Tomás Patrick Carroll, PhD

Immune cell function in Alpha-1-Antitrypsin Deficiency

Alpha-1-Antitrypsin (AAT) is synthesized in the liver and functions as the most important antiprotease in the lung. AAT Deficiency (AATD) is a hereditary disorder resulting from mutations in the AAT gene and presents with emphysema in young adults and liver disease in childhood. The most common form of AAT Deficiency is caused by the Z mutation encoding a glutamine to lysine substitution at position 342 of the AAT protein. This causes the protein to fold aberrantly and accumulate in the endoplasmic reticulum (ER). The liver disease is believed to be associated with intracellular accumulation of AAT in the ER leading to ER stress responses. The lung disease, on the other hand, is due to decreased levels of the AAT antiprotease in the airways, thereby facilitating proteolytic damage. In addition to hepatocytes, AAT is also synthesized by monocytes, neutrophils, and epithelial cells. We set out to investigate whether ER accumulation of Z AAT in monocytes will impact specific phenotypes and functions of these immune cells, thus contributing to the overall inflammatory disease process. In the present study we show for the first time that the unfolded protein response (UPR) is activated in monocytes of ZZ individuals. ATF4, XBP-1 and a subset of genes involved in the UPR are activated in monocytes of ZZ compared to MM individuals. We have also demonstrated that monocytes from ZZ individuals are intrinsically more pro-inflammatory and produce increased levels of cytokines compared to monocytes from MM individuals. We conclude that the activation of the UPR within monocytes may impair normal function and contribute to the pro-inflammatory milieu in the AATD lung.

Research and professional experience:
 
February 2004 - Department of Respiratory Research, RCSI ERC Beaumont, Post-doctoral fellowship

This post is funded by the Department of Health and Children and the Alpha-1 Foundation, and involves basic research into the molecular mechanisms underlying several inflammatory lung diseases, particularly Alpha-1-Antitrypsin deficiency.
October 2000 -
January 2004
Department of Respiratory Research, RCSI Beaumont, PhD Student. Thesis entitled "Interleukin-1 and Neutrophil Elastase: Key Pro-inflammatory Stimuli Regulating Inflammation in Cystic Fibrosis".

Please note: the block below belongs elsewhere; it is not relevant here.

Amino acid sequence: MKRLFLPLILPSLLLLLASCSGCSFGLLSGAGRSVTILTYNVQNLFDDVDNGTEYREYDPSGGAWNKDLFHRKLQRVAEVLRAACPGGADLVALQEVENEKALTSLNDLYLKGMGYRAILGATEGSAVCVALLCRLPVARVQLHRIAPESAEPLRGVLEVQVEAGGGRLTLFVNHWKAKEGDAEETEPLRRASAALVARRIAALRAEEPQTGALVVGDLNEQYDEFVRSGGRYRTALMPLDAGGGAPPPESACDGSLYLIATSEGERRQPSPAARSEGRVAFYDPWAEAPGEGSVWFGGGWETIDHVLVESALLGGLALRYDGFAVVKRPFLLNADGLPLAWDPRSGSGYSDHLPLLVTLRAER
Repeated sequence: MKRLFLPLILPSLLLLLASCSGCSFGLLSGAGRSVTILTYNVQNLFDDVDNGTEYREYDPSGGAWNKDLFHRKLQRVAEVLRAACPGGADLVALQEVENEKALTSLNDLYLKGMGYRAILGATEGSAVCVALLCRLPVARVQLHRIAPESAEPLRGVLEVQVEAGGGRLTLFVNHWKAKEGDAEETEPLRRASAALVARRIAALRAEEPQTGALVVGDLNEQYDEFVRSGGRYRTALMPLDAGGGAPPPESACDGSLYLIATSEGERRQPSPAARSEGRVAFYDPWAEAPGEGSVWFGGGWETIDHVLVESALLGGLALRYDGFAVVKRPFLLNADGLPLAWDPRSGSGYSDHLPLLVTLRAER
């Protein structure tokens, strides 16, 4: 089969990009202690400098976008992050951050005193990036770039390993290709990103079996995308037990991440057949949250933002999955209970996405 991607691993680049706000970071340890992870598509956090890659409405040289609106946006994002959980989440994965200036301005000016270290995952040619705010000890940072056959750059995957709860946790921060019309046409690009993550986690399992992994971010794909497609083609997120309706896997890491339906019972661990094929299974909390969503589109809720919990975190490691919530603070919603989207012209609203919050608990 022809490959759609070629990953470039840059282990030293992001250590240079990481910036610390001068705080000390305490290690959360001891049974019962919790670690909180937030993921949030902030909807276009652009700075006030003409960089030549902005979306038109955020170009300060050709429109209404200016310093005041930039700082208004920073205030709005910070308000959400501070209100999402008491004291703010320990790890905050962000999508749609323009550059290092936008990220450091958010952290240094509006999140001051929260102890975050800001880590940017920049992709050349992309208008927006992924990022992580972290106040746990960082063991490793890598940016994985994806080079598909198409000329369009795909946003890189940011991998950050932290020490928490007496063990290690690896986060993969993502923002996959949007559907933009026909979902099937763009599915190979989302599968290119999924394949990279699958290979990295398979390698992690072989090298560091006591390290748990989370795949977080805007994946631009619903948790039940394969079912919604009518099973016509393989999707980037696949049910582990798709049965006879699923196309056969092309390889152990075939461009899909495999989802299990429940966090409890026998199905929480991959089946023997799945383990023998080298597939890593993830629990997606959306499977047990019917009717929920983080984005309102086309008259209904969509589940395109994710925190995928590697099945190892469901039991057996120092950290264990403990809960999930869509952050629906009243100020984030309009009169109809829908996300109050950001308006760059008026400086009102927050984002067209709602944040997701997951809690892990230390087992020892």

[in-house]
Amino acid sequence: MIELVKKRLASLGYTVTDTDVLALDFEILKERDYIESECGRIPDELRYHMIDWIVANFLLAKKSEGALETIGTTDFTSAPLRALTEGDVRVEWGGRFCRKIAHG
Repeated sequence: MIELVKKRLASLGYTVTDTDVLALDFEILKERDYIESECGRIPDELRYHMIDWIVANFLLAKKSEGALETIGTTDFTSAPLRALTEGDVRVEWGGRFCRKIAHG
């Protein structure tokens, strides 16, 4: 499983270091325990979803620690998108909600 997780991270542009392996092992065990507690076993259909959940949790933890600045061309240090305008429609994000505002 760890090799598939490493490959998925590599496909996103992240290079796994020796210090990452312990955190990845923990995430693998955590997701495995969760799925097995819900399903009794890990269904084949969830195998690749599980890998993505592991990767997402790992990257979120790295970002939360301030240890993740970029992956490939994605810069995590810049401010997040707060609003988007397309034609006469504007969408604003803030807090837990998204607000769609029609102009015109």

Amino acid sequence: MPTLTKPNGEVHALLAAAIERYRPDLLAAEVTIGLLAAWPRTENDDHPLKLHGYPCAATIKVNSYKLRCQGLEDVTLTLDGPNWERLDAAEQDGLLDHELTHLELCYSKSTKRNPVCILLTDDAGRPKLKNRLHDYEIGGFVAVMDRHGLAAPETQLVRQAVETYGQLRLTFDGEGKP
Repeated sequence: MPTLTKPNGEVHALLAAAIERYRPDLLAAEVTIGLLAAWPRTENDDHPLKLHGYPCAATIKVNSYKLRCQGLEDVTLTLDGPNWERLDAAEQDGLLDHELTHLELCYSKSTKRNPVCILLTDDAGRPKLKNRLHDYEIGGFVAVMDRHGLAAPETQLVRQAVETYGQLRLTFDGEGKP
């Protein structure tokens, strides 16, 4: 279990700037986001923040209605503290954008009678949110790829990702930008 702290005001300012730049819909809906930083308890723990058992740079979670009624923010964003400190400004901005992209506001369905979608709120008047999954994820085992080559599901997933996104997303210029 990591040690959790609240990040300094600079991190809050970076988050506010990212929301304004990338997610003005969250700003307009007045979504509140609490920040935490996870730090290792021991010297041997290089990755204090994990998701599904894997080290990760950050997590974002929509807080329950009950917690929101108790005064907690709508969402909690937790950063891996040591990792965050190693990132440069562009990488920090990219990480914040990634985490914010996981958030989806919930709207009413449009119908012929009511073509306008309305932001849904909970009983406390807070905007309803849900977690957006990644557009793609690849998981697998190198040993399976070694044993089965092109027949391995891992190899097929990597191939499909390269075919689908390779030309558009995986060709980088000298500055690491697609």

May - August 2000 National Diagnostic Centre, NUI Galway, Research Student
January - March 1999 Biochemistry Department, NUI Galway, Research Student
May - August 1998 Yamanouchi Research Institute, Oxford, England, Research Student


Publications:
  1. Griffin S, Carroll TP, Greene CM, O'Neill SJ, Taggart CC, and McElvaney NG. Effect of pro-inflammatory stimuli on mucin expression and inhibition by secretory leucoprotease inhibitor. Cell. Microbiol. 2007 Mar;9(3):670-9.
  2. Carroll TP, Greene CM, Taggart CC, Bowie AG, O'Neill SJ, McElvaney NG. Viral inhibition of interleukin-1- and neutrophil elastase-induced inflammatory responses in bronchial epithelial cells. J Immunol. 2005 Dec 1;175(11):7594-601.
  3. Taggart CC, Greene CM, Carroll TP, O'Neill SJ, McElvaney NG. Elastolytic proteases: inflammation resolution and dysregulation in chronic infective lung disease. Am J Respir Crit Care Med 2005 May 15;171(10):1070-6.
  4. Greene CM, Carroll TP, Smith SG, Taggart CC, Devaney J, Griffin S, O'Neill SJ, McElvaney NG. TLR-induced inflammation in cystic fibrosis and non-cystic fibrosis airway epithelial cells. J Immunol. 2005 Feb 1;174(3):1638-46.
  5. Carroll T, Greene C, Taggart C, McElvaney N, O'Neill S. Interleukin-1, neutrophil elastase and lipopolysaccharide: Key pro-inflammatory stimuli regulating inflammation in cystic fibrosis. Curr Resp Med Rev 2005; 1: 43-67
  6. Devaney JM, Greene CM, Taggart CC, Carroll TP, O'Neill SJ, McElvaney NG. Neutrophil elastase up-regulates interleukin-8 via toll-like receptor 4. FEBS Lett. 2003 Jun 5;544(1-3):129-32.
  7. Walsh DE, Greene CM, Carroll TP, Taggart CC, Gallagher PM, O'Neill SJ, McElvaney NG. Interleukin-8 up-regulation by neutrophil elastase is mediated by MyD88/IRAK/TRAF-6 in human bronchial epithelium. J Biol Chem 2001 Sep 21; 276(38): 35494-9.

Contact
Tomás Patrick Carroll, PhD
Respiratory Research Divsion –
Royal College of Surgeons in Ireland
Education and Research Centre
Beaumont Hospital
Beaumont Road
9 Dublin
Ireland
Telephone: +353 (1) 8093800
Fax: +353 (1) 8093808
E-mail: tcarroll@rcsi.ie